We would need a very long dinner together for us to communicate to you all that we observed and experienced. The best way for me to portray my experience is to tell you that I was on the threshold of tears (in a wonderful way) for hours at a time. The beauty of the human spirit revealed itself to us around every corner of this remarkable community.
Personal impact aside, I was on the lookout for some leadership principles for our clients, a group of leaders who pay as much attention to their organizational culture as they do to their strategy for the future. What kind of leadership does it take to ground a place like Sanpa? What is its guiding philosophy? How do they sustain the intensity? How has Sanpa grown to be so special in a mere 40 years? What characteristics of Sanpa can Roy Group and our clients seek to emulate in our own operations?
With these questions in mind, I plucked out the following four themes:
1. Taking Initiative Without Hesitation
One thing that you will notice when you go to Sanpa — see how I did that? There: you’re going! — is the immediacy with which people learn to craft beautiful moments. When people are in conversation over lunch – SNAP! – that and only that is what they are doing. No distractions, no cell phones; even the coated waiters (who are residents themselves) are mindful and don’t interrupt.
When someone can’t reach a tool they need in the workshop – SNAP! – someone hands it to them.
When someone asks for help – SNAP! – a community member will follow them without asking how they will be assisting.
When a group of (obviously) non-Italian-speaking guests nervously crosses the threshold – SNAP! – people stop what they are doing to look them right in the eyes, smile and say, “Ciao!”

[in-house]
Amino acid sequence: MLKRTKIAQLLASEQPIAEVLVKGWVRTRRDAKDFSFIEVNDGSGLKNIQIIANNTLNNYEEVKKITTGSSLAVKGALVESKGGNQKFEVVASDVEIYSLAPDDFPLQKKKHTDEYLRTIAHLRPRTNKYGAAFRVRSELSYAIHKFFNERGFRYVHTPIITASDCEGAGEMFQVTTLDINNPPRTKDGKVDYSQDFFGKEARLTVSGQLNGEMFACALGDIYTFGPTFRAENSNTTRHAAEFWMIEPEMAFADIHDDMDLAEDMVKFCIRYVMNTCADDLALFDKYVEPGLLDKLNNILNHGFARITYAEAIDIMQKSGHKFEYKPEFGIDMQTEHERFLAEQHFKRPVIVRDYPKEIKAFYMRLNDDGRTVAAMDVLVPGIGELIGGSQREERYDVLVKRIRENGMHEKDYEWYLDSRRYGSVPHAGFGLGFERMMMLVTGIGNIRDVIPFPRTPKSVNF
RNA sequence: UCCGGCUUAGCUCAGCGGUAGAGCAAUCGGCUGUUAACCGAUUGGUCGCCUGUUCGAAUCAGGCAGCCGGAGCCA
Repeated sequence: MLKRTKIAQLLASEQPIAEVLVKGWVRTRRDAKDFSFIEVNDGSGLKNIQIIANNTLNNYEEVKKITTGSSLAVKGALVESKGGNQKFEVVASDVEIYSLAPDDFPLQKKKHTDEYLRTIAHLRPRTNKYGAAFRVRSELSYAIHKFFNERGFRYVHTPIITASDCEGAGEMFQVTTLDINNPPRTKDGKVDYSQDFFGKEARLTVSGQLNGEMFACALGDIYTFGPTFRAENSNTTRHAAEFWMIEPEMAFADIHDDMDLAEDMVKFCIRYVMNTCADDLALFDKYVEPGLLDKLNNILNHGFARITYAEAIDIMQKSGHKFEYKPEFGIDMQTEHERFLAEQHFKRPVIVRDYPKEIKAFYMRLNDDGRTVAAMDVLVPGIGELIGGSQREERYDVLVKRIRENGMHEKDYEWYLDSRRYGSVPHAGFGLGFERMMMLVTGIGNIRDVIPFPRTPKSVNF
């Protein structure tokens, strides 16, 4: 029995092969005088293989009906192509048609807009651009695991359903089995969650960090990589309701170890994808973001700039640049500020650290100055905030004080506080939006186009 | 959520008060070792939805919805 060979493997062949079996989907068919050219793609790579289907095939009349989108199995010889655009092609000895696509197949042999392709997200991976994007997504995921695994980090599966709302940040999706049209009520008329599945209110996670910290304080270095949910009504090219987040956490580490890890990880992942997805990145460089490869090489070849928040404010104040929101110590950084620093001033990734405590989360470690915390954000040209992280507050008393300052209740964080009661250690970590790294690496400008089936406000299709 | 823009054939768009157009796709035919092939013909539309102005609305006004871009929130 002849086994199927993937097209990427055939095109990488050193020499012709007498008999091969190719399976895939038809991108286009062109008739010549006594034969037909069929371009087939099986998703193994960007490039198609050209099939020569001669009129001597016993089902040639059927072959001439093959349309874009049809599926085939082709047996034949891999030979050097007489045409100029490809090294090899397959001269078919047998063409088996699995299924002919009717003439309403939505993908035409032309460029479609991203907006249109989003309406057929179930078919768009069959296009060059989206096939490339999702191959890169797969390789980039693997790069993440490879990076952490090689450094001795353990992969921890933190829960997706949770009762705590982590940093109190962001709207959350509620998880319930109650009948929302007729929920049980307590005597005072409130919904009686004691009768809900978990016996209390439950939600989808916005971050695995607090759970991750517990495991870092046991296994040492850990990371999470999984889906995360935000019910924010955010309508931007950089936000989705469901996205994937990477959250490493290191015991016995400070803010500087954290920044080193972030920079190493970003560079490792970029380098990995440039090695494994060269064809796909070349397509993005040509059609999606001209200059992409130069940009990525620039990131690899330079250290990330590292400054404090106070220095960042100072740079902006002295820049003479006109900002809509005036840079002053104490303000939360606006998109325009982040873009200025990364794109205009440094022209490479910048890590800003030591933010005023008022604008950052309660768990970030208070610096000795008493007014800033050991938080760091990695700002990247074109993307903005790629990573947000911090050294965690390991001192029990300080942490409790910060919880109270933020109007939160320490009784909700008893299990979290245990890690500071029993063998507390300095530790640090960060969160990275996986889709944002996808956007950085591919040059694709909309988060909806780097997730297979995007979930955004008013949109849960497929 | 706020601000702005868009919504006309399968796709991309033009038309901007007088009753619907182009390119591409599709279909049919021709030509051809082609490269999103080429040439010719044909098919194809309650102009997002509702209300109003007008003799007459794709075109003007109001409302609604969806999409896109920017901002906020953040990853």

In each moment at Sanpa, there is no hesitation: only presence, focus and a deeply practiced balancing of all that is going on. During our tour, the residents were present and gave a clear response to whatever was happening around us. It appeared they have learned (and are learning) how to weed out all of the nonsense and clutter that gets in the way of their (and our) ability to create a quality moment.
2. Engaging Conflict for All It’s Worth
One of the most fascinating aspects that we took away from our experience was Sanpa’s transformational use of conflict.
With people being in community, living in close quarters with each other and working together to attain such high standards, conflict is not only inevitable, it is the magic sauce — and in Italy, that’s saying something! In addition to uncovering opportunities for finding a better way forward, emerging interpersonal conflicts provide the fodder for all residents to convert a deeply engrained pattern of escaping what is difficult, to engaging what is important.
The very nature of conflict requires the parties involved to articulate themselves, outline personal boundaries and endeavour to understand other and self to a much deeper degree. At Sanpa, conflict is recognized as the arena in which we all deepen our awareness, re-find right action, advance, and learn to do so without judgment.
3. Valuing Apprenticeship and Mastery
Another aspect that you will notice is the seriousness with which people take their work, their learning and their craftsmanship. After the smile and the “Ciao!”, members return to whatever piece of work lies in front of them. Whether graphic designer, vintner, butcher, furniture-maker or chef, each has a visible desire for what they are working on to be better than any that have come before: a deeper expression of practice, and one step closer to masterpiece.
Where does this high degree of discretionary effort come from? By design, it comes from inside. No one is paid for their work. No one is acknowledged or rewarded publicly for their accomplishments. Consultation and specific feedback on pieces of work is sought and offered, but in the absence of any flattery or flowery encouragement from others. Intrinsic motivation is awakened, kindled and stoked, with people knowing deep down that they themselves are giving all they have and by doing so, are responsible for unleashing their own potential.